From England I went to Europe where I travelled around for a bit, worked odd jobs, and found myself at a loose end in Paris, where I applied to be a nanny again. I was paid 15 francs per hour, three days a week, and I was given free room and board. The children—seven-year old twins—were delightful, very well-behaved, and an absolute pleasure to care for.
One of the conditions of my employment was that I would have to speak English to the twins, so that their English language skills would improve—and they spoke French to me, which improved my spoken French. I had a light cleaning schedule and I was in charge of cooking dinner for the children only, which they often helped me with. After dinner we would watch television and they would wish me good night when their parents got home. Although I was with the family for only six months they gave me a bonus at the end of my stay with them, and it was very welcome. I was genuinely sad to leave, but my travels beckoned.
My next nanny job was to a three-year-old girl living in New Zealand with her mum; the mother owned an inn—a very interesting job—and they lived near the inn. I spent the day at the inn, watching the child in a room that had been converted into a play room. My little charge was prone to bouts of stubbornness, but she was an absolute delight to care for; I loved her deeply, and we would romp about, playing and “exploring” near the inn, where there were woods, mountains, and a stream that became a river when it rained.
I also got to spend a lot of time with my employer, as well as the other employees who helped run the inn. I met a lot of people who passed through the inn, and had a brief relationship with a fellow traveler that fizzled out when they left. It was a fascinating life, and my time there was very different to other nanny jobs that I had had in the past.
My last nanny job was in Ireland, where I was hired to care for three children ranging in ages from eleven to four. It remains—to this day—one of the most bizarre experiences I’ve ever had in any job, ever.
I had a wonderful time with the kids and the parents were also great… at first. They had also promised me travel and kept to their word, taking me to London with them when they traveled there. I was happy and content in my job, and looking forward to the rest of my life, when I had a phone call one morning from the children’s maternal grandmother whom I had only ever met twice before. She wanted to talk to me about her son-in-law (my employer), complaining that he had taken all the strawberries at some previous outing, and asking—with deep innuendo—whether he was ever late from work, and how often. She also told me of their sorrow that their daughter had picked my employer for a husband. It was a deeply uncomfortable conversation and I hung up as soon as I could, but it rankled with me, and I wondered whether to mention it to the children’s mother when she got home.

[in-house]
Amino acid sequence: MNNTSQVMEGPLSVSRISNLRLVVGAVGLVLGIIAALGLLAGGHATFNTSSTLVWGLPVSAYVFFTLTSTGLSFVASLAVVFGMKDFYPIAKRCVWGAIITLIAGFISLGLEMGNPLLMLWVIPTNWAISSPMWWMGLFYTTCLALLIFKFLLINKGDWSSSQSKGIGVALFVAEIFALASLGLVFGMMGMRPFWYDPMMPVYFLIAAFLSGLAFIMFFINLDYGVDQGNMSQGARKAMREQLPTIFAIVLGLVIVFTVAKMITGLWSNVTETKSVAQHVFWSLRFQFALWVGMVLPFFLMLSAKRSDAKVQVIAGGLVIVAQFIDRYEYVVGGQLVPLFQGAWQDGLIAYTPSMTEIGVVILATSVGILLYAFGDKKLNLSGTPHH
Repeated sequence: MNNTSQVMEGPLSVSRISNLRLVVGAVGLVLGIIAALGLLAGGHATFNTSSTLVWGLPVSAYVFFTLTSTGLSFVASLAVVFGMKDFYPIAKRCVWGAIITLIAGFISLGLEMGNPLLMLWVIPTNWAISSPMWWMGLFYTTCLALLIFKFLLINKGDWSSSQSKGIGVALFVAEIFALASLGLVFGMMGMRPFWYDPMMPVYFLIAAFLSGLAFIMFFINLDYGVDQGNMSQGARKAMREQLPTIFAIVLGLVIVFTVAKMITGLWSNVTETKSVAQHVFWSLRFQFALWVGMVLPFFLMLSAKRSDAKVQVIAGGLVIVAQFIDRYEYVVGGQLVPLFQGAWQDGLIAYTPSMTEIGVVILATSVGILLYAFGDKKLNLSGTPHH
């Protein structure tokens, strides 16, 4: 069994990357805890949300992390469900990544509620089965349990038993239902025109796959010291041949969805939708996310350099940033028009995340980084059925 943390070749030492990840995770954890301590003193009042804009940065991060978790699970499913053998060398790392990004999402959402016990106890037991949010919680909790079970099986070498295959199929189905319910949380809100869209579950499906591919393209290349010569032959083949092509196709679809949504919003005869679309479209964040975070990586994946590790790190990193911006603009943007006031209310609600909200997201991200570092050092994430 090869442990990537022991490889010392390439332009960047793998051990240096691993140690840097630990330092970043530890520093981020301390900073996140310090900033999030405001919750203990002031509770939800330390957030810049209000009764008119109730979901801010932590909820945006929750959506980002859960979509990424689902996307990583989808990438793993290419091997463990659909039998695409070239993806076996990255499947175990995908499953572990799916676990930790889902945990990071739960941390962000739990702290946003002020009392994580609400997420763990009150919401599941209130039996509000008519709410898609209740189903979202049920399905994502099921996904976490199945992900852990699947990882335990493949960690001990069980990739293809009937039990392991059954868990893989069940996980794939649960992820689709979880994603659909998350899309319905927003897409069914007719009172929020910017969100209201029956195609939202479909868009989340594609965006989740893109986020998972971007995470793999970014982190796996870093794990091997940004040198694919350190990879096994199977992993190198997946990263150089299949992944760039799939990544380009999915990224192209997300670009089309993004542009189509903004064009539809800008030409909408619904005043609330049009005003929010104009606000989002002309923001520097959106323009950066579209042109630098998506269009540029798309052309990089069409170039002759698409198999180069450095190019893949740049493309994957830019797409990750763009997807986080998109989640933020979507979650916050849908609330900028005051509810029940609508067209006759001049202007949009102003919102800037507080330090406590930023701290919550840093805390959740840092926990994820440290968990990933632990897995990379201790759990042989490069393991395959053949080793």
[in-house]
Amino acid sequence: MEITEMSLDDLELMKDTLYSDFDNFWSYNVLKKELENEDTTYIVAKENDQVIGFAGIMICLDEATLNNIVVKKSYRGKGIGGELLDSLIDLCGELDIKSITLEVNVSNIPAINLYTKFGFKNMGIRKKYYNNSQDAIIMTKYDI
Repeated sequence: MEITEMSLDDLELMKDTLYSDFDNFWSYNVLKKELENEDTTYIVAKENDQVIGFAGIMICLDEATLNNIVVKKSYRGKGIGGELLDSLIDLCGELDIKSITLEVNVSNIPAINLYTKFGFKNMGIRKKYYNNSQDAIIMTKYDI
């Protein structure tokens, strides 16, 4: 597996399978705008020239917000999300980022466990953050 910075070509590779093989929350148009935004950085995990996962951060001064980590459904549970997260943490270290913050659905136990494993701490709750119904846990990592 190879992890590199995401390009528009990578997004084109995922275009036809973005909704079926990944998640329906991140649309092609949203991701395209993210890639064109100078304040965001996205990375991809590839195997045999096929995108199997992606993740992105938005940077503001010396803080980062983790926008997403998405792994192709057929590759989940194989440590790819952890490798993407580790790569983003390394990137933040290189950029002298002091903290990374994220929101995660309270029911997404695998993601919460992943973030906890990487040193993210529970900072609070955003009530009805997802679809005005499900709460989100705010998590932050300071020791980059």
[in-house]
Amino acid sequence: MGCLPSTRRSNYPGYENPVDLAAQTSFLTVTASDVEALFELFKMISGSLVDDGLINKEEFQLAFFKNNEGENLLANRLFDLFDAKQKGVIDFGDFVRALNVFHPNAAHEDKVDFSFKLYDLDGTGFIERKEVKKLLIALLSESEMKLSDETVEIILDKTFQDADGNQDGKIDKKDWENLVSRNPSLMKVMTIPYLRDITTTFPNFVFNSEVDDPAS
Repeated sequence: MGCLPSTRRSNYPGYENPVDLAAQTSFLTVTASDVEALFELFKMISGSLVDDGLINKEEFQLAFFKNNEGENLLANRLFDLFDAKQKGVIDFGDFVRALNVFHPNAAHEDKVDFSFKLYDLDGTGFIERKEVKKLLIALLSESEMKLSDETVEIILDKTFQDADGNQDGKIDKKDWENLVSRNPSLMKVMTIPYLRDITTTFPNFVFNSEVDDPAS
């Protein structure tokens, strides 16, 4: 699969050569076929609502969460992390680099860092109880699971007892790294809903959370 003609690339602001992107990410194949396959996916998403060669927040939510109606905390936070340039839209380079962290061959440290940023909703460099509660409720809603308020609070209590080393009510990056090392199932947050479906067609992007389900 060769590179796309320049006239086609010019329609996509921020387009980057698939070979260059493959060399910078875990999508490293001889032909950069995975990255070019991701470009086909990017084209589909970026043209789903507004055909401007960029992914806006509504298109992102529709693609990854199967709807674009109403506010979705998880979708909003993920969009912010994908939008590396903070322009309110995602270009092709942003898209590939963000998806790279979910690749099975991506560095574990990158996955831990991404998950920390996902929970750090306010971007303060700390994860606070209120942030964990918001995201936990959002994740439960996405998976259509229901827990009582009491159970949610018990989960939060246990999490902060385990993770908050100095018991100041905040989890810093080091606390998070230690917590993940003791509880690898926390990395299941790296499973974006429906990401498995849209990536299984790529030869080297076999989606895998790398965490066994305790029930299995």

That evening I realized that something was wrong; neither of my employers wanted to talk to me or look me in the eyes, and I knew—with a sinking feeling—that they’d been told about that phone conversation. I also knew that I’d probably been painted in the light of a villain.
I was not wrong. They informed me of their decision to terminate my employment at the same time I decided to leave (my grandfather had cancer, and was asking to see me). My employer confiscated my passport—which made me deeply anxious—and the children’s mother told me dramatically that I knew what I had done. I protested that I hadn’t done anything, but nobody wanted to listen. I knew she would believe her mother over me anyway, and I didn’t think there was any point in letting on.
The pay wasn’t great—only €80 a week—but they did give me a small bonus when I left, even though they didn’t have to. My passport was returned to me, and my employer drove me to the airport himself. I’m still unsure if they know the truth but it’s been so many years now, and it really doesn’t matter. I no longer care.
Although my time working as a nanny was so varied I wouldn’t take anything back, and I really did have a wonderful time caring for so many children while seeing as much as I could of the world. I’m grateful for all the experiences—from the sublime to the dull to the bizarre. I feel as though my life has been richer for them all, and I have had some unique adventures.
Awanthi Vardaraj is a freelance writer and journalist living in Chennai, India.
This story is part of The Billfold’s Career History series.